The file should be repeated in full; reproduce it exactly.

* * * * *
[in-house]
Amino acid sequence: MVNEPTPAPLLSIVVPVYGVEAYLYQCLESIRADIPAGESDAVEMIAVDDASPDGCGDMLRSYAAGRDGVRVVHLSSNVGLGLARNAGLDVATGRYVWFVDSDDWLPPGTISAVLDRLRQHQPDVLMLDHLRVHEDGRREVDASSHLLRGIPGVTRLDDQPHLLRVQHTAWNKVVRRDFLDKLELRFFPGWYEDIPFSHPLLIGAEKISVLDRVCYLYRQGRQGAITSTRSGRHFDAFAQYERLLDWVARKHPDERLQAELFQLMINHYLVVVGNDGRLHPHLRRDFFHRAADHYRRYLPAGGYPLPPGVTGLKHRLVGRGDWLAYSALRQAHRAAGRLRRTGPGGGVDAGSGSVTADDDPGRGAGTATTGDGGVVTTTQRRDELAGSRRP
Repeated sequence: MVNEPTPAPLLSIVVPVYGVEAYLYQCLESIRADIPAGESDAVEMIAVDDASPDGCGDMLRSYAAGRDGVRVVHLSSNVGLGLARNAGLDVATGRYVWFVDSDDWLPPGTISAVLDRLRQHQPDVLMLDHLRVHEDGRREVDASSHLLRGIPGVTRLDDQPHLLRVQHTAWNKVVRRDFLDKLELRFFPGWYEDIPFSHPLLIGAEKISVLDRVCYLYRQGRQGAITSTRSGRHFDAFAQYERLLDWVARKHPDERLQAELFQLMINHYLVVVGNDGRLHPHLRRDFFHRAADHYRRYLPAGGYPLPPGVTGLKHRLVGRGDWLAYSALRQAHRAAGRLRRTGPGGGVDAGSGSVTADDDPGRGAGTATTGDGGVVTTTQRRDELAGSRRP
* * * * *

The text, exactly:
[in-house]
Amino acid sequence: MVNEPTPAPLLSIVVPVYGVEAYLYQCLESIRADIPAGESDAVEMIAVDDASPDGCGDMLRSYAAGRDGVRVVHLSSNVGLGLARNAGLDVATGRYVWFVDSDDWLPPGTISAVLDRLRQHQPDVLMLDHLRVHEDGRREVDASSHLLRGIPGVTRLDDQPHLLRVQHTAWNKVVRRDFLDKLELRFFPGWYEDIPFSHPLLIGAEKISVLDRVCYLYRQGRQGAITSTRSGRHFDAFAQYERLLDWVARKHPDERLQAELFQLMINHYLVVVGNDGRLHPHLRRDFFHRAADHYRRYLPAGGYPLPPGVTGLKHRLVGRGDWLAYSALRQAHRAAGRLRRTGPGGGVDAGSGSVTADDDPGRGAGTATTGDGGVVTTTQRRDELAGSRRP
Repeated sequence: MVNEPTPAPLLSIVVPVYGVEAYLYQCLESIRADIPAGESDAVEMIAVDDASPDGCGDMLRSYAAGRDGVRVVHLSSNVGLGLARNAGLDVATGRYVWFVDSDDWLPPGTISAVLDRLRQHQPDVLMLDHLRVHEDGRREVDASSHLLRGIPGVTRLDDQPHLLRVQHTAWNKVVRRDFLDKLELRFFPGWYEDIPFSHPLLIGAEKISVLDRVCYLYRQGRQGAITSTRSGRHFDAFAQYERLLDWVARKHPDERLQAELFQLMINHYLVVVGNDGRLHPHLRRDFFHRAADHYRRYLPAGGYPLPPGVTGLKHRLVGRGDWLAYSALRQAHRAAGRLRRTGPGGGVDAGSGSVTADDDPGRGAGTATTGDGGVVTTTQRRDELAGSRRP